More than 40 avalanches in 24 h on the way to Zermatt
On 4 January 2018, our avalanche detection system on the road to the Swiss tourist resort Zermatt counted more than 40 avalanches within 24 hours. Two avalanche radars continuously monitor the highly avalanche prone slopes called Lüegetli and Schusslobina from their counter slope. The avalanche risk increased to “high” after heavy snowfalls and the storm “Burglind” last week. Numerous avalanches occurred spontaneously, many of them large, and reached as far as the road and further. The road had been closed for a while already due to high avalanche danger. Nobody was hurt.
Our radar system correctly detected all avalanches in the monitoring area – at day, at night and in the poor visibility conditions at the time (see below). The avalanche radar system in Zermatt is directly connected to an alarm system that includes traffic lights and barriers. In case the radar detects an avalanche large enough to reach the road, this triggers the alarm and the system automatically closes the road sections at risk. Last week, the road was already closed due to the high avalanche risk and preventative avalanche control works.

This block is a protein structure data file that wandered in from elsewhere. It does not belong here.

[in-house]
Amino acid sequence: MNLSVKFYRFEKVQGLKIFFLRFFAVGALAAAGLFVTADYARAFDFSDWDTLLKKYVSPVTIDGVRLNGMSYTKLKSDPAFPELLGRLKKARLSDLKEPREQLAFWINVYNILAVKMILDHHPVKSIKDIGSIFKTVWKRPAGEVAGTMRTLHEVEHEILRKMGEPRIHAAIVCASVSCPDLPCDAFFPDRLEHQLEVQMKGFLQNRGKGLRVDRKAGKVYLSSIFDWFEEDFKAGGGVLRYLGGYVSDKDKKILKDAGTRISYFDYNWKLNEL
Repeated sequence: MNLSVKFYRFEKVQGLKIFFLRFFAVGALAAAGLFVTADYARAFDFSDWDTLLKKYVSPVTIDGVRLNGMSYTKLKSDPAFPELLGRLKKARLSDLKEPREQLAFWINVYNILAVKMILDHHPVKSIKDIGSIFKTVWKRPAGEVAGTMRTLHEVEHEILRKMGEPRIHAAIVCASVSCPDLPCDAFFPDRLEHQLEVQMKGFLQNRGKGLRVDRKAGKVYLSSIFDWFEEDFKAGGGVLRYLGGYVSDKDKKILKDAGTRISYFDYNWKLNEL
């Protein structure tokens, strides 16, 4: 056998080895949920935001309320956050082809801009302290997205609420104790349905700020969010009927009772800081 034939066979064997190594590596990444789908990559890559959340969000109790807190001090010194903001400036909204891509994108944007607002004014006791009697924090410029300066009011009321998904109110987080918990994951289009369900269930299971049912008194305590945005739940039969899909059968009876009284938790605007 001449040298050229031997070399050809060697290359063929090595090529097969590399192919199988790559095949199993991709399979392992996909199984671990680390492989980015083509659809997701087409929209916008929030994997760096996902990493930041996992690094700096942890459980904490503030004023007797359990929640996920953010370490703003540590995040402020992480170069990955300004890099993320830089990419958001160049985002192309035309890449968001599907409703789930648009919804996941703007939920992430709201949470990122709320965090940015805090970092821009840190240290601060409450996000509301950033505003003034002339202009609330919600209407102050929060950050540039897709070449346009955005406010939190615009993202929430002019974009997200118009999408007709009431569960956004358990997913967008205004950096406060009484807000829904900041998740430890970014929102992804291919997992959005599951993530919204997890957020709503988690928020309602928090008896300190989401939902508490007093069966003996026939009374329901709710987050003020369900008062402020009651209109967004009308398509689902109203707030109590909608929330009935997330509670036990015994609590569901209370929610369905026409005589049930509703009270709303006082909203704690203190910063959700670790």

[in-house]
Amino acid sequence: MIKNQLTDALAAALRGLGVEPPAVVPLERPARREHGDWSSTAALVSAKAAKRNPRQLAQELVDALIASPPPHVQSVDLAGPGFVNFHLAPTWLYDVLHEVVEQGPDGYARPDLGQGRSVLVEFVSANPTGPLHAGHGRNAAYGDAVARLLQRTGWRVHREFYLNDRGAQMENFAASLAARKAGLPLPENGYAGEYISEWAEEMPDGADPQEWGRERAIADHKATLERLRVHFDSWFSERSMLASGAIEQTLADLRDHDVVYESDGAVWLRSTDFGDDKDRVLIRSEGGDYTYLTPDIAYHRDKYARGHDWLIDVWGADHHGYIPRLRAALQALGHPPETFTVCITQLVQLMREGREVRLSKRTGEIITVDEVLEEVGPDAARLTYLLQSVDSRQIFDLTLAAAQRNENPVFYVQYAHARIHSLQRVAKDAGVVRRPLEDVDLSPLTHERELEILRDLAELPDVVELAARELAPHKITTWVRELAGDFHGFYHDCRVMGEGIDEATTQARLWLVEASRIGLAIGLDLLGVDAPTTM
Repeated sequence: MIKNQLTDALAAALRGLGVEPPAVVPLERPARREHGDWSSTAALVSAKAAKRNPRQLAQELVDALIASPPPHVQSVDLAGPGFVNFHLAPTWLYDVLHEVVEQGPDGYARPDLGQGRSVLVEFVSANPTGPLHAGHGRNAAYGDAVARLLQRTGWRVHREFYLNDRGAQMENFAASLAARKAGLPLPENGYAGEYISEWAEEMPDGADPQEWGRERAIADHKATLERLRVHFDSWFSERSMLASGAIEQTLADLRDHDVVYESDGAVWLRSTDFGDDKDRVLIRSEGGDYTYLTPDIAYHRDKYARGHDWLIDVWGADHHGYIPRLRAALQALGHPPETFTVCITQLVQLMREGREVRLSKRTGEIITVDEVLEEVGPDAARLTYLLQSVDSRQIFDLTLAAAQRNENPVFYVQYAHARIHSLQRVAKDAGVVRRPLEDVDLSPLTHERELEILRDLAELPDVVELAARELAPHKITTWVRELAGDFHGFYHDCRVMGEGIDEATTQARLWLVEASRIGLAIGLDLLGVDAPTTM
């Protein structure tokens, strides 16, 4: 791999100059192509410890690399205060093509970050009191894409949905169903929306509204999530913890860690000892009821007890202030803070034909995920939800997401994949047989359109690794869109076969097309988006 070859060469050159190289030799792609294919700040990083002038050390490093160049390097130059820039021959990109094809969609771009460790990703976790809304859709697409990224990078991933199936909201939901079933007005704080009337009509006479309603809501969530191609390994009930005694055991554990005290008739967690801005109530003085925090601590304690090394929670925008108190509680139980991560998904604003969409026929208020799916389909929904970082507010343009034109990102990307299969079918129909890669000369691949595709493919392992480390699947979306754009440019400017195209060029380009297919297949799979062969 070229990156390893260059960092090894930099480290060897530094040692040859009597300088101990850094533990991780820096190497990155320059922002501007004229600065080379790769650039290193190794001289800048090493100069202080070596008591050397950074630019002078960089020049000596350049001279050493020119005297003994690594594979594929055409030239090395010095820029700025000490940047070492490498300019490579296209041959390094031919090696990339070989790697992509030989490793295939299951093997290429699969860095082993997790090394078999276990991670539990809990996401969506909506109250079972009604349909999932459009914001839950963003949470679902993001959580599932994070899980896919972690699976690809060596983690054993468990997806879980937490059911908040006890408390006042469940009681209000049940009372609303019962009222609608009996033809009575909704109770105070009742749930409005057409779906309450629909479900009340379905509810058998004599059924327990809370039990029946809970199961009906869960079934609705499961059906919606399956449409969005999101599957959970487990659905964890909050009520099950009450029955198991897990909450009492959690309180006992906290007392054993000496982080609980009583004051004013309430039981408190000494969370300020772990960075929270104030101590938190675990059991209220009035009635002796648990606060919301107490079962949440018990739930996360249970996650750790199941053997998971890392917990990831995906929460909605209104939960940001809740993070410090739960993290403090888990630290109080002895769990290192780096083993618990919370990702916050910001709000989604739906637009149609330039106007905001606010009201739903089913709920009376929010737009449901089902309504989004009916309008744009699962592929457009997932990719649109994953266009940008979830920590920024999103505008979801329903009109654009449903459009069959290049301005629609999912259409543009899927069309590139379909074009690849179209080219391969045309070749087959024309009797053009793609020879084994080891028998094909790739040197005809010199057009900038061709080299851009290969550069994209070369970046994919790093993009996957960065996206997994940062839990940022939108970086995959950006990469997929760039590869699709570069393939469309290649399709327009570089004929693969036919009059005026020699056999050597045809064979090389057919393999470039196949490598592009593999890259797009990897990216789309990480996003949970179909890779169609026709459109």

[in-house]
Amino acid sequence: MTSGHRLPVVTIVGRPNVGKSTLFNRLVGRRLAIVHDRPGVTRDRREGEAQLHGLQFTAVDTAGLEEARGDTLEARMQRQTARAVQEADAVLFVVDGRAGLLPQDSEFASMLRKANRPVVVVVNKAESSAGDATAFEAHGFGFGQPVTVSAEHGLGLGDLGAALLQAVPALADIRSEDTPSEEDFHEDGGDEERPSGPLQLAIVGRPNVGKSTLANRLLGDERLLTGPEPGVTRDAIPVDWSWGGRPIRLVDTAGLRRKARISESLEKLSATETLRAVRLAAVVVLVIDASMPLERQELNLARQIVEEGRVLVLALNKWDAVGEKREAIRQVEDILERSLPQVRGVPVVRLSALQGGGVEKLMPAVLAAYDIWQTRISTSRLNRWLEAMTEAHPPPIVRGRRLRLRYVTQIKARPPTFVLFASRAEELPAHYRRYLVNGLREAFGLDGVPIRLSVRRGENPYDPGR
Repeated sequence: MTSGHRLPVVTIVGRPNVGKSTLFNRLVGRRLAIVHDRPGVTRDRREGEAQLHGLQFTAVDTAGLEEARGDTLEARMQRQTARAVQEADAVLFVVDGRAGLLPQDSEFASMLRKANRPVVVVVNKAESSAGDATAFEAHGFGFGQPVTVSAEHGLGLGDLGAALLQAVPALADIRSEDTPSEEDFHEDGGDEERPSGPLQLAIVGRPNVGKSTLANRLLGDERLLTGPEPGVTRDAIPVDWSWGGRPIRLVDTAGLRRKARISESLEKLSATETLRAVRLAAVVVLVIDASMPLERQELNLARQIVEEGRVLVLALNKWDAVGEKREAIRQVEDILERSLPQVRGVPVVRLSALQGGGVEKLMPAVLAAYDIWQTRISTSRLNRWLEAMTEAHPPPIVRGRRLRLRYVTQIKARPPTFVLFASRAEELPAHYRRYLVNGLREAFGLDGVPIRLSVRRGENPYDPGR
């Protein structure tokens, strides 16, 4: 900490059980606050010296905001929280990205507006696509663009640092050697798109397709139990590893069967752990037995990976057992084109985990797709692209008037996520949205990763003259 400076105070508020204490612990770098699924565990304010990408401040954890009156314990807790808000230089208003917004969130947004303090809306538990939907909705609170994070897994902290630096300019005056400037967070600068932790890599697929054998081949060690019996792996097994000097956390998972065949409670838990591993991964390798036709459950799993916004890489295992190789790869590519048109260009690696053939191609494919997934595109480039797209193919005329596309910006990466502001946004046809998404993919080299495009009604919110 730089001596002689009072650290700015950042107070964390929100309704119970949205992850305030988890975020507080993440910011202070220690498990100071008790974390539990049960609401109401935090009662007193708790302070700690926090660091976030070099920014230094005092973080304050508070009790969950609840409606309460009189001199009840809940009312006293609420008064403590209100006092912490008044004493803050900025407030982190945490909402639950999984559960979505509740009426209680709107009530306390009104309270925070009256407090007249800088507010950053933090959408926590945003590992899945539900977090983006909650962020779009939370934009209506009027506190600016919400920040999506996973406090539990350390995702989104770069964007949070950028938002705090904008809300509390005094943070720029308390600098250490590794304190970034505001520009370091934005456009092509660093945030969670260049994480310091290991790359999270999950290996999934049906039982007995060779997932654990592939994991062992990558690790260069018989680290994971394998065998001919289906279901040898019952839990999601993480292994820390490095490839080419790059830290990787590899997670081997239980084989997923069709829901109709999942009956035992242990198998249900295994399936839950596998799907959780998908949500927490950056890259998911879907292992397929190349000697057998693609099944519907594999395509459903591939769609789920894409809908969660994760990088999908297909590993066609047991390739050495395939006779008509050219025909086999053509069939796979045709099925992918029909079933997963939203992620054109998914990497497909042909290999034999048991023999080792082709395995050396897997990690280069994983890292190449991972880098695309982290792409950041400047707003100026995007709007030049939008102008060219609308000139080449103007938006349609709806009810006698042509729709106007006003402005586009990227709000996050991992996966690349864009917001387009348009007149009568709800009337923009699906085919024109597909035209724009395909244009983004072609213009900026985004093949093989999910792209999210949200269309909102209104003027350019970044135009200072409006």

Online avalanche mapping
All recorded avalanche data, e.g. avalanche track or velocity, is automatically transmitted to our online data portal where authorized users can access the information any time. The map below shows the track of the large avalanche on 4 January 2018 at 11:06 (video above). The avalanche was detected by the radar at 11:05:54 and then took 53 seconds until its powder cloud reached the road. Several webcams are installed along the road for automatic event recording and remote inspection of the area at safe distance.
Figure 1: Avalanche map with the track of the large avalanche of 4 January 2018, 11:06 AM: Both avalanche radars are located at the counter slope from where they continuously observe the avalanche prone slope. The camera at the end of the road section at risk (yellow) recorded the video above.
Figure 2: Webcam view from the radar location at the time of the avalanche on 4 January 2018, 11:06. The radar also “sees” in poor weather conditions and allows reliable avalanche detection at any time.
Figure 3: Webcam view at the same location the day after (5 January 2017, 12:00 PM).